Posidonius (Ποσειδώνιος), a distinguished Greek Stoic philosopher, was a native of Apameia in Syria, but a citizen of Rhodes, where he resided the greater part of his life (Strabo, 14:655; Athen. 6:252 e). The dates of his birth and death are unknown; but he must have been born during the latter half of the 2nd century before the Christian era, as he was a disciple of Panuetius, who probably died about B.C. 100, and whom he succeeded as the head of the Stoic school. He removed to Rome in the consulship of Marcus Marcellus (Suidas, Posidon.), B.C. 51, and probably died soon after. He lived, according to Lucian (Macrob. c. 20), to the age of eighty-four, and was one of the most celebrated philosophers of his day. Cicero, who had received instruction from him (Cicero, De Plato, c. 3; De Nat. Deor. 1 3; De Fin. 1, 2), frequently speaks of him in the highest terms. Pompey also appears to have had a very high opinion of him, as we read of his visiting him at Rhodes shortly before the war against the pirates, B.C. 67 (Strabo, 11:492) and again in B.C. 62, after the termination of the Mithridatic war (Plutarch, Pomp. c. 42; Pliny, Hist. Nam. 7, 30). He must have been a man of very extensive and varied information in almost all the departments of human knowledge. Strabo calls him, ἀνὴρ τῶν καθ᾿ ἡμᾶς φιλοσόφων πολυμαθέστατος. Besides his philosophical treatises, he wrote works on geography, history, and astronomy; but none of them have come down to us, with the exception of their titles, and a few sentences quoted by Cicero, Diogenes Laertius, Strabo, and others. He seems to have traveled in different parts of the world for the purpose of collecting information. We learn incidentally from Strabo (13, 614; 3, 165; 4:197) that he had been in Spain, Liguria, and Gaul. Plutarch was also indebted to Posidonius, among others, for the materials of several of his lives. This is the case in the Lives of Marcellus, Paulus AEmilius, the Gracchi, and others; but particularly in the Life of Marius, with whom Posidonius had been personally acquainted (Plut. marius, c. 45). Posidonius wrote Meteorololoica. Cicero mentions (Natt. Deor. 2, 34) his artificial sphere, which represented the motions of the heavens. Posidonius was a much stricter Stoic than his master Pantius. He maintained that pain was not an evil, as we learn from an anecdote which Pompey frequently related respecting his visit to the philosopher at Rhodes (Cicero, Tusc. Disp. 2, 25). As a physical investigator he was greatly superior to the Stoics generally, attaching himself in this respect rather to Aristotle. Indeed, although attached to the Stoic system, he was far less dogmatical and obstinate than tile majority of that school, refusing to admit a dogma because it was one of the school if it did not commend itself to him for its intrinsic merits. His works on divination and the nature of the gods are referred to by Cicero, who probably made use of them in his works on the same subject (Cicero, De Div. 1, 3, 30, 64; De Nat. Deor. 1, 44). Strabo says (11, 492) that Posidonius wrote an account of the wars of Pompey, but did not pay much attention to accuracy. This account was, however, probably contained in his historical work, of which Athenmeus quotes (4, 168 d) the 49th book (comp. Athen. 4, 151 e). For further information respecting the opinions and writings of Posidonius, see Posidonii Reliquice Doctrinae; Collegit atque illustr-avit Janus Bake; Accedit D. Wyttenbachii Annotatio (Lugdugni Bat. 1810, 8vo). See also Smith, Dict. of Gr. and Ron. Biog. and Mythol. s.v.; Fabricius, Bibl. Graec. 3, 572; Vossius, De Hist. Graec. p. 193; Ritter, Gesch. der Philos. vol. 3, bk. 11, c. 6, p. 700; Ueberweg, Hist. of Philos. vol. 1.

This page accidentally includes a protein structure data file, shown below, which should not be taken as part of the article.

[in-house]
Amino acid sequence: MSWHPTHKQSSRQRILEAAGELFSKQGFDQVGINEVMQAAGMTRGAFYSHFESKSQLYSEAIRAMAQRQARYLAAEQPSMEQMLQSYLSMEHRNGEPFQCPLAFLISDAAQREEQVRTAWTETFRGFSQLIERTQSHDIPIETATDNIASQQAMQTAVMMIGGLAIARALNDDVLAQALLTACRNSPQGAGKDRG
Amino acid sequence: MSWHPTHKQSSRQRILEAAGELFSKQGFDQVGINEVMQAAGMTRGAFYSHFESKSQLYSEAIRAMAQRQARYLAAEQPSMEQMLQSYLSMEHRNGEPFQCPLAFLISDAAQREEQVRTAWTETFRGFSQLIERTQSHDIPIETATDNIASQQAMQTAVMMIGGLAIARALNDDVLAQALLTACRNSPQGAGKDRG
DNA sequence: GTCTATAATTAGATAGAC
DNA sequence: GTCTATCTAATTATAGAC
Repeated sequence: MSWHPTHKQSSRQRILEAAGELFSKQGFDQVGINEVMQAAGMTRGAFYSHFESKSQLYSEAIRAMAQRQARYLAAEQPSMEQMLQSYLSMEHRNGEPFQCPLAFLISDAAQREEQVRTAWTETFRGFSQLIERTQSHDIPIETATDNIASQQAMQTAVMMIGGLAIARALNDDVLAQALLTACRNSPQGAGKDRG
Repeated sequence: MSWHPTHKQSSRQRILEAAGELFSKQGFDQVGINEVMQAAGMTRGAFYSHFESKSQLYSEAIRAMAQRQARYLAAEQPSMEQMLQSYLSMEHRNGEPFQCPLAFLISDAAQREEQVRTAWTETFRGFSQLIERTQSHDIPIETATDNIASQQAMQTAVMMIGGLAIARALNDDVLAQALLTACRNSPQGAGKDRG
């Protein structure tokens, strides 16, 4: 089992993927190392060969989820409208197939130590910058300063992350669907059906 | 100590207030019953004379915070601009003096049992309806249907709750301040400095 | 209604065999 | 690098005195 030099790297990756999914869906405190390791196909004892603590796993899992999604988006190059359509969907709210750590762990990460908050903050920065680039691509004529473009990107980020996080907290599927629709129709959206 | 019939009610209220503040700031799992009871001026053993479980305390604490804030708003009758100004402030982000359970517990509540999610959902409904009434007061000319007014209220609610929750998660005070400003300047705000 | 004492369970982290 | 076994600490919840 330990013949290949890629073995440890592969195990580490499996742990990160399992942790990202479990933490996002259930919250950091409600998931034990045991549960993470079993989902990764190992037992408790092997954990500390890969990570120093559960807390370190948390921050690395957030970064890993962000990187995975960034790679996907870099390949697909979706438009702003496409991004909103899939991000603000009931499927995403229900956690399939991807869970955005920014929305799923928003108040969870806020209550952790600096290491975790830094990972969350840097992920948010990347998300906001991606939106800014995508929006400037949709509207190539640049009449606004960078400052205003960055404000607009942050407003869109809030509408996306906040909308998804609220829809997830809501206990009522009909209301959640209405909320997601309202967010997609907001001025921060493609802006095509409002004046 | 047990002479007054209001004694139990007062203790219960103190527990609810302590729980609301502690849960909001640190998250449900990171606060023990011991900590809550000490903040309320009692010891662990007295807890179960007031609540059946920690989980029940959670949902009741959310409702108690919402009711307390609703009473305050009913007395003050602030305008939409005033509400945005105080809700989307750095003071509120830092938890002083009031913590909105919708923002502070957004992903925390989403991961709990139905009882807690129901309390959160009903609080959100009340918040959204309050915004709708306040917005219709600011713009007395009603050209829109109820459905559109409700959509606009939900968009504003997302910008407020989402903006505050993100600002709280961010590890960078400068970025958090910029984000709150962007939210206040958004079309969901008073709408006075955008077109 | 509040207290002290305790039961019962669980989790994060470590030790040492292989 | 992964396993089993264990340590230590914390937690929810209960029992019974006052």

There was another Posidonius of Alexandria, who was a pupil of Zeno, and consequently was prior to Polybius. Suidas, however, by mistake, ascribes to this Posidonius a continuation of Polybius in fifty-two books, which is evidently the work of the younger Posidonius.